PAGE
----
Kanban Board is a living organism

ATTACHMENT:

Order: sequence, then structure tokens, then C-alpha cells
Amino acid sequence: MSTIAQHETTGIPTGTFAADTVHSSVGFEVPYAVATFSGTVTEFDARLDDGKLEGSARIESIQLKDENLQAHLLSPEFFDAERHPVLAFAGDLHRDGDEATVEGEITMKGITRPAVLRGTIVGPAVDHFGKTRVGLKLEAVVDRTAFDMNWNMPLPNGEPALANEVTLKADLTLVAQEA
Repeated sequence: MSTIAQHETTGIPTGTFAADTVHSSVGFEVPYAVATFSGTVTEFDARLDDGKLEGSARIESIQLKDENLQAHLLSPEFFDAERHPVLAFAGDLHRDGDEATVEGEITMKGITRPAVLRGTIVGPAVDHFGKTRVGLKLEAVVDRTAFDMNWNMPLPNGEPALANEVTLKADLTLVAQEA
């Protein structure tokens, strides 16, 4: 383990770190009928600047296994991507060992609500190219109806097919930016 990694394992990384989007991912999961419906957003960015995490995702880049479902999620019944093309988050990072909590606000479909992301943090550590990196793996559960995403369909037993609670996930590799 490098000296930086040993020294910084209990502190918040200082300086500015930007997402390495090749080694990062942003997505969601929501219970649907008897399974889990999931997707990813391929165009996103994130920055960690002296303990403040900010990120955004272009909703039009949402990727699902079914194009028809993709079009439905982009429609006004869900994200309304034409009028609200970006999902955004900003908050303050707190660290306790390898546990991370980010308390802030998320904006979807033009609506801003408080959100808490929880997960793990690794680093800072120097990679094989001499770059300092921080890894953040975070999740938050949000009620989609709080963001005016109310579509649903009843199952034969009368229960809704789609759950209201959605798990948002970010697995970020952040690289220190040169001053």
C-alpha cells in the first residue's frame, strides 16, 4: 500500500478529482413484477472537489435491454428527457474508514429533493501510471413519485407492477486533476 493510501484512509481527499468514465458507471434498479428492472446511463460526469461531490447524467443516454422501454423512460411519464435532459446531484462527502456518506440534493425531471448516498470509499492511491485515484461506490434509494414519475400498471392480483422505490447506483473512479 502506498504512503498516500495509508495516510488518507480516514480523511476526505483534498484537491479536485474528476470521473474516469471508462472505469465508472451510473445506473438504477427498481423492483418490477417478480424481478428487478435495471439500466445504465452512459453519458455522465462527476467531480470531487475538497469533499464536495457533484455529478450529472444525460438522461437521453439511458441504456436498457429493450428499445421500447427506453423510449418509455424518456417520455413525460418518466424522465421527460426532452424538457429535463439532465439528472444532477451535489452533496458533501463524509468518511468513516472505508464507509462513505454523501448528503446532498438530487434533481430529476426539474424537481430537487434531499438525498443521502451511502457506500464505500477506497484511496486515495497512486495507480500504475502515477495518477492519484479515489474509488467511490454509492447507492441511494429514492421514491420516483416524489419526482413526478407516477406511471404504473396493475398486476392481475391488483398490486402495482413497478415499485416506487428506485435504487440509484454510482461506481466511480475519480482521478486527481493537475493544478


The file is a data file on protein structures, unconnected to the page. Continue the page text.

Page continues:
Establishing the first ever kanban board is a memorable event in the team's life. We discuss a lot to find the best-ever-solution-for-now-and-for-always, which then changes in… two weeks time. Good, fair enough, at least we know our process flow. Which then changes in… a month. Let’s discuss the work in progress limits. “Two”, “why two”? “Maybe one”? “Or three”? “Can we take any decision?” (which very soon will be challenged over and over). It seems like the only positive aspect of our situation is having white board and removable markers and stickers. I cannot imagine right now managing the environment that would change so often – without Kanban. Once put in a life environment, the kanban board will naturally refuse being forgotten or abandoned. I had a situation of a team movement when we didn’t have access to white board temporarily. I asked the team to use electronic tools for a time being. Instead they created a “board” on a partition wall between desks, so that we could continue working. The team is evolving and changing. It splits and comes together again. There is a small revolution every month, very far from the evolutionary approach we think about, when “kanban” appears. With each and every change the board evolves with us. We make mistakes, we take completely missed decisions and try ridiculous ideas – because we can. What may sound a bit heretical – kanban is kind of a static and solid anchor, which keeps us together. No storm can destroy the team boat: we see what is going on; we know, when we are blocked; we know for how long; we know when we move and how fast. That gives the comfort of stability in a rapidly changing environment. Few practical words about living kanban board. 1. When firstly created board (together with correctly visualized flow and assessed work in progress limits) does not reflect the current state, the steps you need to take are: discussing the new approach with the team changing the policies – if needed redesigning the board (sticky tapes saved us few times already) 2. Avoid creating the perfect board on the first meeting. It will change sooner than you think. 3. Maybe just avoid being perfect. You have tapes, sticky notes and removable markers eventually. 4. Ask regularly, if your team is happy with the board. Listen to their opinion, try new ideas. Even if they sound really strange or ridiculous, remember – it’s not stone, you can always change it. 5. React, if you notice that the board does not reflect reality. 6. Have some fun. The board is yours, you will look at it every day and you will work with it every day. Not your manager, not your Agile Coach (no matter how much you love them). Satisfy yourself and the team with the board you create together. What is more, probably very soon you will find a natural born designer in your team. Just let him/her release the creativity. What else would you add?

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